THE CONCEPT OF DEEP PENETRATING ANCHOR (DPA)
The Deep Penetrating Anchor (DPA) concept is a solution based on the need from the offshore industry to find more cost-effective solutions as oil and gas exploration moves into deeper waters.
Principles of Concept
The DPA is released freely from a predetermined height over the seabed where gravity is used as the installation force. A 75ton DPA for example, dropped from a height of say 50 to 75 meters, will acquire a velocity of ca. 25-28 m/sec when it reaches the seafloor. At such velocities, deep penetrations are obtainable into stiffer lower lying seabed sediments depending on their strength and deformation characteristics.
CFD analyses have been performed with the objective to compute anchor performance with respect to drag, terminal velocity and hydrodynamic stability. A finite volume technique was applied for solving the 3D non-viscous Euler equations.
Transportation and Installation
Transportation, either by transport barge or the installation vessel itself, is foreseen with the anchor lying horizontally as opposed to the vertical configuration when lowering to seabed for installation.
The penetration analyses for DPAs adopts the method formulated by True (1975). True analyzed soil failure around an advancing penetrometer to determine seabed undrained shear strength. Penetrometers used for tests carried out by the British Research Establishment (BRE 1998) were essentially slender torpedo shaped vehicles weighing up to 3 200 kg and impacting the ocean floor at velocities over 65 m/sec. Penetration depths of over 60 m were realized.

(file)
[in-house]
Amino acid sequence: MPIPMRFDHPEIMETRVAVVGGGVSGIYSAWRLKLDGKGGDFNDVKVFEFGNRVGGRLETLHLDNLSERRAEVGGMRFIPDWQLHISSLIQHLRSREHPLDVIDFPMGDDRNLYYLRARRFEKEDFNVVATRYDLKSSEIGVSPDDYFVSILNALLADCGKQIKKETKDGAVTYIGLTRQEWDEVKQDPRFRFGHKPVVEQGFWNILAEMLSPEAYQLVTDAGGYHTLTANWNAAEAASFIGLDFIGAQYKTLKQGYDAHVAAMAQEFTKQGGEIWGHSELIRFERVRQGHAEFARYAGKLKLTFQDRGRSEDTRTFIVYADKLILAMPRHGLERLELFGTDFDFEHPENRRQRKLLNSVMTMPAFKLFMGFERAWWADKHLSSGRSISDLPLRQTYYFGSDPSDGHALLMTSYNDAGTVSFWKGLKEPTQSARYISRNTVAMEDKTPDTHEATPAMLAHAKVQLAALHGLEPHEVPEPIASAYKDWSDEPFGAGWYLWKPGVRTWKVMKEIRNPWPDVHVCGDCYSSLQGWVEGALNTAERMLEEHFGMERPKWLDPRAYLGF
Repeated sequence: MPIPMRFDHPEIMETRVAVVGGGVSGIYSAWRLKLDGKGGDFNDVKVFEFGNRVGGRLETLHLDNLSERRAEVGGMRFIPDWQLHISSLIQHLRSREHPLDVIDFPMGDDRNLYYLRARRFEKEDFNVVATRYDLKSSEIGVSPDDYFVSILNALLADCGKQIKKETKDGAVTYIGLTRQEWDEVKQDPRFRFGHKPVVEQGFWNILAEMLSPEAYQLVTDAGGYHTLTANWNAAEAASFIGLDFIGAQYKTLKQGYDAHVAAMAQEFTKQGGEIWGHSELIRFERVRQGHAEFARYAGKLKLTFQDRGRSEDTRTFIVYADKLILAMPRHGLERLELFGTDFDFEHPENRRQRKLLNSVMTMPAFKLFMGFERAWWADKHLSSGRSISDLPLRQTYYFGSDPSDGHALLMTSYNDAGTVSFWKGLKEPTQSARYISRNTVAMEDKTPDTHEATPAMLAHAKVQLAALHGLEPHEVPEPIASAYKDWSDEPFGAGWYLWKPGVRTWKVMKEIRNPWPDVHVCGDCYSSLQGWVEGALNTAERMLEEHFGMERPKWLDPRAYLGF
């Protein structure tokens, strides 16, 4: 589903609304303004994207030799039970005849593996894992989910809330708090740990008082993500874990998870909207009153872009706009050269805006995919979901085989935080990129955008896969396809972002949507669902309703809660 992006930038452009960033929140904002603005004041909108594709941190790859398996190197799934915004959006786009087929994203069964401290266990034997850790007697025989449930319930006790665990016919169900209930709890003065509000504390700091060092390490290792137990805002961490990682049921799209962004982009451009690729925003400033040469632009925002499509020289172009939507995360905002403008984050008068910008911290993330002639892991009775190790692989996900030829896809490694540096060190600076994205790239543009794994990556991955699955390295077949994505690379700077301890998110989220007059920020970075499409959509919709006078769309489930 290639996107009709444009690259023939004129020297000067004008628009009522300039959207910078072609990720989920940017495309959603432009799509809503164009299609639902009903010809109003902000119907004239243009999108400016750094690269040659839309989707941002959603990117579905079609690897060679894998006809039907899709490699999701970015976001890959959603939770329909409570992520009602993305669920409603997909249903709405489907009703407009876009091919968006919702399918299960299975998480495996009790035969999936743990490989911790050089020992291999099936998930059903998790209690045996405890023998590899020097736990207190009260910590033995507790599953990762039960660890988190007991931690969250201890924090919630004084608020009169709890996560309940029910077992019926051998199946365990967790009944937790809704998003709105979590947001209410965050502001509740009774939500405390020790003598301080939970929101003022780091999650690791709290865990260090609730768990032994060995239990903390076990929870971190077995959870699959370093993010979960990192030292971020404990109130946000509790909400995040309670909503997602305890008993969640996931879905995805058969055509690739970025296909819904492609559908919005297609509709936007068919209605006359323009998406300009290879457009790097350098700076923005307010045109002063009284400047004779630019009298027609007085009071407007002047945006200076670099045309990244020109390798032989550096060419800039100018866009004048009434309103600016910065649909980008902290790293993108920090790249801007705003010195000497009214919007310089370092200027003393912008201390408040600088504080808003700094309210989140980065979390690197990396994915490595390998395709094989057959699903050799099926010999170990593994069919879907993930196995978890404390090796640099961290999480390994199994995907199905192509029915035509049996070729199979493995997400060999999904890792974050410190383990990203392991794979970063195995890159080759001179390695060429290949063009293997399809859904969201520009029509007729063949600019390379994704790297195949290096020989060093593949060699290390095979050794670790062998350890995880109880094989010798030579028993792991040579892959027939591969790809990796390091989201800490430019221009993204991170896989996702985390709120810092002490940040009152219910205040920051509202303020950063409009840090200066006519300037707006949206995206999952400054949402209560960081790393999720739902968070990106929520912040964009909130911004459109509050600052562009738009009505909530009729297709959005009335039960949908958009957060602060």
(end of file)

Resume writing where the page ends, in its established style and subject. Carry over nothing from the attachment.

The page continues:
DPA Pull Out Capacity
Due to the DPA design, the vertical pullout capacity may be determined in the same manner as for tension loaded piles. Short-term vertical capacity can be estimated using API Recommended Practice for cohessive soils i.e. total stress analysis, while long-term drained loading is described by Janbu’s (1973) effective stress approach.
Retrieval and Removal
Retrieval is defined as the recovery of DPA as a contingency means during the installation phase and subsequent re-installation; while removal is defined as the permanent recovery of the anchor after completion of the operational phase.